Obamacare and the Future of Health Care in America
The Patient Protection and Affordable Care Act (ACA) is a step in the right direction by providing healthcare for the poor, but it is a far cry from the Universal Healthcare that was supposed to be part of The Change We Need. It will benefit the very poor by making it easier to qualify for Medicaid (MediCal in California) because it is now possible to qualify for the program if you earn up to 138% of the federal poverty level (FPL) rather than the previous requirement of 100% or less.
The ACA also mandates that everybody obtain medical insurance by March of 2014 or pay a penalty. People getting Medicaid are required to continue this insurance. Those who cannot qualify for Medicaid but cannot afford to purchase health insurance basesd on their income will be offered federal subsidies to cover the cost of part of insurance offered by state organized insurance exchanges; this will be done on a sliding scale basis that ranges from 2% to 9.5% of the modified adjusted gross income (pretax dollars). Poorer people will struggle to pay for even subsidized health care and will not be able to afford to use their health insurance because they cannot afford the large deductibles and co-pays that are required to obtain service.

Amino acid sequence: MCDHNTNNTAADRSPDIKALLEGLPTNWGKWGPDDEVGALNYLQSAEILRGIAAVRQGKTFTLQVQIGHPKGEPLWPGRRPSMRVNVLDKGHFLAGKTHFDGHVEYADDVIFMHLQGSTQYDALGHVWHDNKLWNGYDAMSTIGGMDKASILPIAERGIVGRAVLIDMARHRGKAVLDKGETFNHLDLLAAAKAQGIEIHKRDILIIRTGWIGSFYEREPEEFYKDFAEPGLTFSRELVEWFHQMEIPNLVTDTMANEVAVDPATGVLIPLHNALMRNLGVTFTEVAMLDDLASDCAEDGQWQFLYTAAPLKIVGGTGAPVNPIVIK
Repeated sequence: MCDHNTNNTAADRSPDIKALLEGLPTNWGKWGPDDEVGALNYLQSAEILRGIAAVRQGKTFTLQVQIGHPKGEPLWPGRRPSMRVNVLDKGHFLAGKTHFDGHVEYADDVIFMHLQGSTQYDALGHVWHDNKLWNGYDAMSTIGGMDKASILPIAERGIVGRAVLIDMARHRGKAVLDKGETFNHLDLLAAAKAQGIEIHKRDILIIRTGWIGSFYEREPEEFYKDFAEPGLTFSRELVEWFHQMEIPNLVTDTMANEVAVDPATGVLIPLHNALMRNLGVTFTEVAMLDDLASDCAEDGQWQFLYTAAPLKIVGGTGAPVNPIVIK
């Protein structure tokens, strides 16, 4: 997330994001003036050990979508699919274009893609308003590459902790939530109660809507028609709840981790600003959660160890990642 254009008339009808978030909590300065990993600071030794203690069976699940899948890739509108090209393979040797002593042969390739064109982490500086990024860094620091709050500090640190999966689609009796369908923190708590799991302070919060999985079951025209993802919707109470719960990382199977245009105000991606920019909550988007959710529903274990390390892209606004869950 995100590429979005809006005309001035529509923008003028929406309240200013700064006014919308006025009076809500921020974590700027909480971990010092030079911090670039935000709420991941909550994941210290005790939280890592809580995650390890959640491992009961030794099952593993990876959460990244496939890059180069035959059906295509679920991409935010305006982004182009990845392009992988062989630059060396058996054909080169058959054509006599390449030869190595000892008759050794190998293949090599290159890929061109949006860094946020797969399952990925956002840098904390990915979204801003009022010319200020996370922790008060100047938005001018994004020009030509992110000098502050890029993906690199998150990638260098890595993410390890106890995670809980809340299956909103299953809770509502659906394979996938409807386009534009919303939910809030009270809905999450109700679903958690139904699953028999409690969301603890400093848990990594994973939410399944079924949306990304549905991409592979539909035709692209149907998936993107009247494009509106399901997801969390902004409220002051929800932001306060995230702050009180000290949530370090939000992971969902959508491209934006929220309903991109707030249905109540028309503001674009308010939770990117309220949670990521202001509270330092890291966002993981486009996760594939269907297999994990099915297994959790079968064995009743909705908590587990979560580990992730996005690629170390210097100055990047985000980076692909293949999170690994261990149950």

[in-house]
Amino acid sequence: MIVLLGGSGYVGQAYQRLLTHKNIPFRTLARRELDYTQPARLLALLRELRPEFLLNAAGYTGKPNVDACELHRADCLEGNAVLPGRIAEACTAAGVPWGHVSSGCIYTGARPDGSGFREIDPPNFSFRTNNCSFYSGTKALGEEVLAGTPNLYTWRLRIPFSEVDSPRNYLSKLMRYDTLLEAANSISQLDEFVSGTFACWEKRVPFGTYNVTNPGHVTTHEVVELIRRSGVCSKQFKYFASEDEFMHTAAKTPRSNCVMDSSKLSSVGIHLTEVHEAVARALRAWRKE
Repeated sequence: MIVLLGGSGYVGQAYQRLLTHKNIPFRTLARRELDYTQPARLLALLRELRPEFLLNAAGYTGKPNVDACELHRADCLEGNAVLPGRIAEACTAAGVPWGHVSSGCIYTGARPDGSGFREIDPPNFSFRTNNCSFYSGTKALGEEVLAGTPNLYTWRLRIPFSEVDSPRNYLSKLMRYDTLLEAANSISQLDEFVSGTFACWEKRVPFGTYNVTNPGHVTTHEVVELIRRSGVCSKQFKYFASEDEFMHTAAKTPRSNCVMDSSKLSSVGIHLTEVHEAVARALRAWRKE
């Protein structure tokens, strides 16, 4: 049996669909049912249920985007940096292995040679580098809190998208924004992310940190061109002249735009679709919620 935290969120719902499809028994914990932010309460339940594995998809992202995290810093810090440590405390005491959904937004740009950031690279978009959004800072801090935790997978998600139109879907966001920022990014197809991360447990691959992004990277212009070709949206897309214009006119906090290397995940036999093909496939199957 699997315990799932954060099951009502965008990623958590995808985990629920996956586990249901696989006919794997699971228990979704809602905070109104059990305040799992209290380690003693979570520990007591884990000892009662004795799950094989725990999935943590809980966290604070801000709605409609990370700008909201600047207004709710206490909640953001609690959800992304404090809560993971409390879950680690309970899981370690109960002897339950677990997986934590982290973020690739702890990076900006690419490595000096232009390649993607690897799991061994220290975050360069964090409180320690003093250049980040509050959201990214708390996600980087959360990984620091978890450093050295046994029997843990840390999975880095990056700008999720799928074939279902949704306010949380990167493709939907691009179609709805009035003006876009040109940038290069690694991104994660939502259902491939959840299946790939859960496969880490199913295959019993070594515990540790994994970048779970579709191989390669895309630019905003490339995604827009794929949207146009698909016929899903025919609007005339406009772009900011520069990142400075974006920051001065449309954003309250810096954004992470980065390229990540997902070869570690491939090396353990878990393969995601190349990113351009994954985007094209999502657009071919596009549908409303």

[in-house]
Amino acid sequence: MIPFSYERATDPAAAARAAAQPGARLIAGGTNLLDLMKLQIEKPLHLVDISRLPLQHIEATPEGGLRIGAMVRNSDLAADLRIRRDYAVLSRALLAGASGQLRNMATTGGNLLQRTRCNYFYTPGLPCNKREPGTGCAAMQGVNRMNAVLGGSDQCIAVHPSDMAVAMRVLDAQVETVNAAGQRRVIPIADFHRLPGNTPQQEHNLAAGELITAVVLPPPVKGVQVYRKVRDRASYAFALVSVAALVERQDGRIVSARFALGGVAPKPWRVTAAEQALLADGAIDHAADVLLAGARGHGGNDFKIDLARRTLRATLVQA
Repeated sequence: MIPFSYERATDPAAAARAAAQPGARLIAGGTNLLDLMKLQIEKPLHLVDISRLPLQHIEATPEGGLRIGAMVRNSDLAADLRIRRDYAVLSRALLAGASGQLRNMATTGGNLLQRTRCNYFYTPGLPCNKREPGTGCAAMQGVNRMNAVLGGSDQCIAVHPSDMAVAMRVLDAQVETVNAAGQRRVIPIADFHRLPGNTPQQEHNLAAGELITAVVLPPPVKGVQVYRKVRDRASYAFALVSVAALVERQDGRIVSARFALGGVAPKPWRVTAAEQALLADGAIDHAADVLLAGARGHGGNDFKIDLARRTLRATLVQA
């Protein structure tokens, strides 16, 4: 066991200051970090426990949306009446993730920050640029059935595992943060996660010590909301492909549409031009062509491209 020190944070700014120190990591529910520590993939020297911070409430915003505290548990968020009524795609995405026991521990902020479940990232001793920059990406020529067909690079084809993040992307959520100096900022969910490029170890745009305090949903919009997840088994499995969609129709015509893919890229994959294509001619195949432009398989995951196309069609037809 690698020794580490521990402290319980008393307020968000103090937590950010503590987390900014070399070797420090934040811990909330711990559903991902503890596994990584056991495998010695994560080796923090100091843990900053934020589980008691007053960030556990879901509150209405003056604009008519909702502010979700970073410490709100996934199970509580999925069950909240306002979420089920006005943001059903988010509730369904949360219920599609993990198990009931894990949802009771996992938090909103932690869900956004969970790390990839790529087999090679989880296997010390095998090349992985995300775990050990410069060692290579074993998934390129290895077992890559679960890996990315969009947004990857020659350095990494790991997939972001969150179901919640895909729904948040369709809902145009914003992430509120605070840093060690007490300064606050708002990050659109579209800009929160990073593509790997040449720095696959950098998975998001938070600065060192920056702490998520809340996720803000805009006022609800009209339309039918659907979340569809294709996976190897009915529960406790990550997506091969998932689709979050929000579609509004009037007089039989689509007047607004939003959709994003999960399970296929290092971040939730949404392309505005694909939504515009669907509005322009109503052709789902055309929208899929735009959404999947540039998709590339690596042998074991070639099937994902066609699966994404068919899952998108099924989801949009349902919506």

While this sounds good on the surface, chances are you'll need to find a new physician, not every hospital will accept you as a patient and you may have to wait before seeing your physician or obtaining certain lab tests.
This law benefits insurance companies, offers very little health care reform, is not affordable for the poor, and even compromises personal security by requiring electronic medical records. Maybe additional legislation will find its way to Congress to make the ACA both affordable and available.